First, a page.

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Features Live Action Movies

Bori

Director – Kim Jin-yu – 2017 – South Korea – Cert. – 109m

***

Pre-teenager Bori feels alienated from her little brother, mum and dad because she’s the only one who isn’t deaf available to watch from 10am-11pm on Thursday November 12th as the Online Closing Gala of the London Korean Film Festival (LKFF).

Pre-teenager Bori (Kim Ah-song) lives by the sea with her close and loving family – a dad who often works nights on ships, a devoted mum, a little brother Jeungwoo (Lee Rin-ha) who’s brilliant offensive futsal player. Her best friend Eun-jeong (Hwang Yoo-rim) is the daughter of the delivery man at the local takeaway restaurant, whose very reasonably priced black bean noodle dishes the family avail themselves of often. Bori’s dad, mum and little brother are all deaf, so at home they communicate in sign language.

The family go to a firework display where Bori slips away from the edges of a crowded tent where she can’t really see anything and goes to talk to an immigrant stallholder about his jewellery. But then she can’t find the family and after wandering around, hands herself in at the local police station where her family later find her.… Read the rest

Categories
Animation Features Movies

Over The Moon

Directors – Glen Keane, John Kahrs – 2020 – US, China – Cert. U – 95m

*****

A girl bereaved of her mother builds a rocket to the moon to prove the goddess Chang’e is real and convince her father not to re-marry – animated feature in cinemas from Friday, October 16th and on Netflix from Friday, October 23rd.

In Chinese mythology, archer Houyi’s wife Chang’e consumed an immortality potion then went to the moon where she mourned her lost love. The tale is also the basis of the Mid-Autumn Moon Festival celebrated in many countries in the Far East. Using the mythology as a backdrop, the late screenwriter Audrey Wells crafted an extraordinary story about a girl who fails to properly deal with bereavement when her mother dies.

The figure of Chang’e acts as a metaphor for Fei Fei (voiced by Cathy Ang) who wants her dad (voice: John Cho) to be faithful to his late wife. When dad introduces a new mum Mrs. Zhong (Sandra Oh), with a new and irritating little brother Chin (Robert G. Chiu) in tow, she decides that to convince him to remain true to mum, she must go to the moon and prove Chang’e real, which will convince her dad to do the right thing.… Read the rest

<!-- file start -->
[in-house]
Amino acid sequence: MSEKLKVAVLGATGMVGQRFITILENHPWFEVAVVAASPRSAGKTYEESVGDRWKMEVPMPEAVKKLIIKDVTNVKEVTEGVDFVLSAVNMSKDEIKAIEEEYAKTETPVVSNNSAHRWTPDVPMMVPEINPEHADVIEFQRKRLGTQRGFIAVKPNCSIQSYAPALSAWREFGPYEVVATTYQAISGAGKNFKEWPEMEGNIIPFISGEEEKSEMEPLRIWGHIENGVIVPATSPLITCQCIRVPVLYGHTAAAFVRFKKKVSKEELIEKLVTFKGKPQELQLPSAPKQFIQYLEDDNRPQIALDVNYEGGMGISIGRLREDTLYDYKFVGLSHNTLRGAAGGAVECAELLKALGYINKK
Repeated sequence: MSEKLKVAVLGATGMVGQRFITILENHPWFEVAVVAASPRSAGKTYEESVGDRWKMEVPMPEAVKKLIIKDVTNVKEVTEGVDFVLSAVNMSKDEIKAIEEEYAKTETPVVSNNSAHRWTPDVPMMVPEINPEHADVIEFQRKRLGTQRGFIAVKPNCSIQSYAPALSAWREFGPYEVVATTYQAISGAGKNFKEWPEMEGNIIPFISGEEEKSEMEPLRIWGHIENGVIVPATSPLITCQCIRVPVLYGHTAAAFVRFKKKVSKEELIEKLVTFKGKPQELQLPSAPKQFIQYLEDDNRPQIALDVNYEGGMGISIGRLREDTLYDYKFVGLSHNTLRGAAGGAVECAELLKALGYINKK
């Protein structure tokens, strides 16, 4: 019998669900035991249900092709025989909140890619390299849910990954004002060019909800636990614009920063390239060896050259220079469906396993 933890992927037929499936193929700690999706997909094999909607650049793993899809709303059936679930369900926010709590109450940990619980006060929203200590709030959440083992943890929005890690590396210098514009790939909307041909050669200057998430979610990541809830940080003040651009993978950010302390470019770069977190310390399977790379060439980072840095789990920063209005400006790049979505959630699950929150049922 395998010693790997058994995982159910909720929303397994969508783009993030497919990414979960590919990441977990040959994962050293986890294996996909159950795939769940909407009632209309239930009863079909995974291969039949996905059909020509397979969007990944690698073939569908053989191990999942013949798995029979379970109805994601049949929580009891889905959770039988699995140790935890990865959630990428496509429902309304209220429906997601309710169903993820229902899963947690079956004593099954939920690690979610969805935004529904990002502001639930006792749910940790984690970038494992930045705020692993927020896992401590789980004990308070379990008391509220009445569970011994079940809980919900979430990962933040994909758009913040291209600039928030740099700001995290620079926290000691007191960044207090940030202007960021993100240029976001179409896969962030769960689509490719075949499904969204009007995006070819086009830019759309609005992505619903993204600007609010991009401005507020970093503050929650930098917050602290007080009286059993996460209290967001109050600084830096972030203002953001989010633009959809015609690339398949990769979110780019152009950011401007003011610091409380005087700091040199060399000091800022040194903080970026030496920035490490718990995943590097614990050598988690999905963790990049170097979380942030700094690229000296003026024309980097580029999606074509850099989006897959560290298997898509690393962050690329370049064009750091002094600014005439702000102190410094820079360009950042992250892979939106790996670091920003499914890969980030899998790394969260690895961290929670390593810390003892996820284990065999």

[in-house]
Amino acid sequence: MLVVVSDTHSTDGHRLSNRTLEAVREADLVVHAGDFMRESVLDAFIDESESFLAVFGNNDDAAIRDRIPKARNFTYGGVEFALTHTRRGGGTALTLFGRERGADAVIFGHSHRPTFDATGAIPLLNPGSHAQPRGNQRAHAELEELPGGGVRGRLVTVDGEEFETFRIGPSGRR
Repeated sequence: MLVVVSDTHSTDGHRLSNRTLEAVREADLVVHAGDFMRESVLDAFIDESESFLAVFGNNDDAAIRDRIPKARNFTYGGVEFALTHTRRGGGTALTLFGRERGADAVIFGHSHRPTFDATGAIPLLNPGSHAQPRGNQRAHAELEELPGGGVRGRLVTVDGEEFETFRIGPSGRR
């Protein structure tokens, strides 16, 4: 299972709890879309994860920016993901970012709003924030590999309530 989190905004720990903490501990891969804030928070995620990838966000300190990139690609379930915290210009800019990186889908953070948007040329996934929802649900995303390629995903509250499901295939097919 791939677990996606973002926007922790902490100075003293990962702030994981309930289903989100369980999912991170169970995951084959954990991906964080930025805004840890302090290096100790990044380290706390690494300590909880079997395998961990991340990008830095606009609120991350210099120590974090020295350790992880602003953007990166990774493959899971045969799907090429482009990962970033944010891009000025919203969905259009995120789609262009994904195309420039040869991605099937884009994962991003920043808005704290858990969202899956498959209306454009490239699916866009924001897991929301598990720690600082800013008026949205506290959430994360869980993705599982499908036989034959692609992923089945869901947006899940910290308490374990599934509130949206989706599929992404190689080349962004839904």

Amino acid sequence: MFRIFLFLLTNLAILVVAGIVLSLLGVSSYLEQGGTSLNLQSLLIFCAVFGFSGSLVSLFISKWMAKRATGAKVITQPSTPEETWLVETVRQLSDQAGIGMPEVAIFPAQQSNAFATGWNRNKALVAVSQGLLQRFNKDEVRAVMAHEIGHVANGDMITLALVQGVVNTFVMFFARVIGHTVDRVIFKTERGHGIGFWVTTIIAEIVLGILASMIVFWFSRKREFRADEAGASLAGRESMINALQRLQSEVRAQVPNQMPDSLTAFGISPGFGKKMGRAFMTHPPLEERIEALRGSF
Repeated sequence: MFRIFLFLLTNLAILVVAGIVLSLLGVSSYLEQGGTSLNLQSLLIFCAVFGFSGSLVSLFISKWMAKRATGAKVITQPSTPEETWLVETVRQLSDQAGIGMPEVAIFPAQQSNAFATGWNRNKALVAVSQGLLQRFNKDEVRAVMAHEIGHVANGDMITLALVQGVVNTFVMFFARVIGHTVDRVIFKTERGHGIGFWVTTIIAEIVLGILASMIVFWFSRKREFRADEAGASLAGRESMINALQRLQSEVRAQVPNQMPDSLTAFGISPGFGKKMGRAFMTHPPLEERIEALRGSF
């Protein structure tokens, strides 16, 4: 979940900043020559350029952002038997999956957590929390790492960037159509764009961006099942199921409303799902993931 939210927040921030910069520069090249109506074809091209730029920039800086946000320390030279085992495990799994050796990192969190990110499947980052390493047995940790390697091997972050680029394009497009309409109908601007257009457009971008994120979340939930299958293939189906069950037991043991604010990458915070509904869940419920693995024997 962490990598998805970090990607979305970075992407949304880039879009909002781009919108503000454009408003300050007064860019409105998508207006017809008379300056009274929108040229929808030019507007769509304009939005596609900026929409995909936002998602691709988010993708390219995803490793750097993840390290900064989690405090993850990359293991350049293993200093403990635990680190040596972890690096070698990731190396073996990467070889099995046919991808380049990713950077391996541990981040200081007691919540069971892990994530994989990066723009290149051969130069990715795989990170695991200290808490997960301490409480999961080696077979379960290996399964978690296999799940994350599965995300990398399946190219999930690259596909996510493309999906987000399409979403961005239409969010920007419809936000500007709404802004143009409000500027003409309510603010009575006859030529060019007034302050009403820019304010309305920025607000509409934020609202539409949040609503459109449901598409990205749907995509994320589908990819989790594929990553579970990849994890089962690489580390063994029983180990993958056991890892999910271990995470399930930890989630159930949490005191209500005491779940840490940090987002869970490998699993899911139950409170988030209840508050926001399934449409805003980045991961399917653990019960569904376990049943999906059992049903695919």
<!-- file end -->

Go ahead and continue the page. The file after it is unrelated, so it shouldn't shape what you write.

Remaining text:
Categories
Features Live Action Movies

Air Doll (Kuki ningyo)

Director – Hirokazu Kore-eda – 2009 – Japan – Cert. 18 – 111m

****

Fantasia Film Festival 2020 virtual edition from Thursday, August 20.

An unusual film for director Kore-eda, closer to After Life (1998) than almost anything else he’s done because of both fantasy element and whimsical tone. An inflatable sex doll is affectionately cared for by its owner Hideo (Itsujo Itao) who has sex with it at night. He has named the doll Nozomi after a former girlfriend. One morning when he’s at work, Nozomi wakes up as a flesh and blood woman played by Doona Bae, goes to the window and feels rainwater on her hands.

Nozomi tries on some of her (sexualised fetish) clothes, settling on a chambermaid costume. She heads out into the world, where everyone is busy getting to school or work. She follows an old widow (Sumiko Fuji) around, then a party of young schoolchildren. She passes an old man in a park. Eventually she stumbles into the video store where Junichi (Arata) works. The shop appears to her as a wonderland and she lands herself the counter assistant’s job. However she’s not very good at it, her experience of life being virtually nil and her knowledge of movies even less.… Read the rest

Categories
Features Live Action Movies

Eat Drink Man Woman (Yin shi nan nu)

Director – Ang Lee – 1994 – Taiwan, US – Cert. PG – 124m

*****

Originally published in Home Entertainment.

Ageing restauranteur Chu (Lung Sihung) lives in Taipei with his three daughters – Christian schoolteacher Jia-Jen (Yang Kuei-mei), high-flying businesswoman Jia- Chien (Wu Chien-lieu) and teenage fast food assistant Jia-Ning (Wang Yu-wen). His problem (as with the mother in Lee’s Sense And Sensibility/1996) is that none of his daughters are married – and the clock is ticking.

Opening (scooter) traffic shot boasts encompassing sound, later rivalled by such DS subtleties as hymn singing (on a wonky Walkman) and a playground full of kids. Better yet are the cooking noises – bubbling, frying, pouring, steaming – rendered more mouth-watering still by accompanying oriental cuisine visuals. Should be watched with a lavish meal ready for consumption by the time of (or even before) the final frame.

Film 5/5

Sound 5/5

Originally published in Home Entertainment.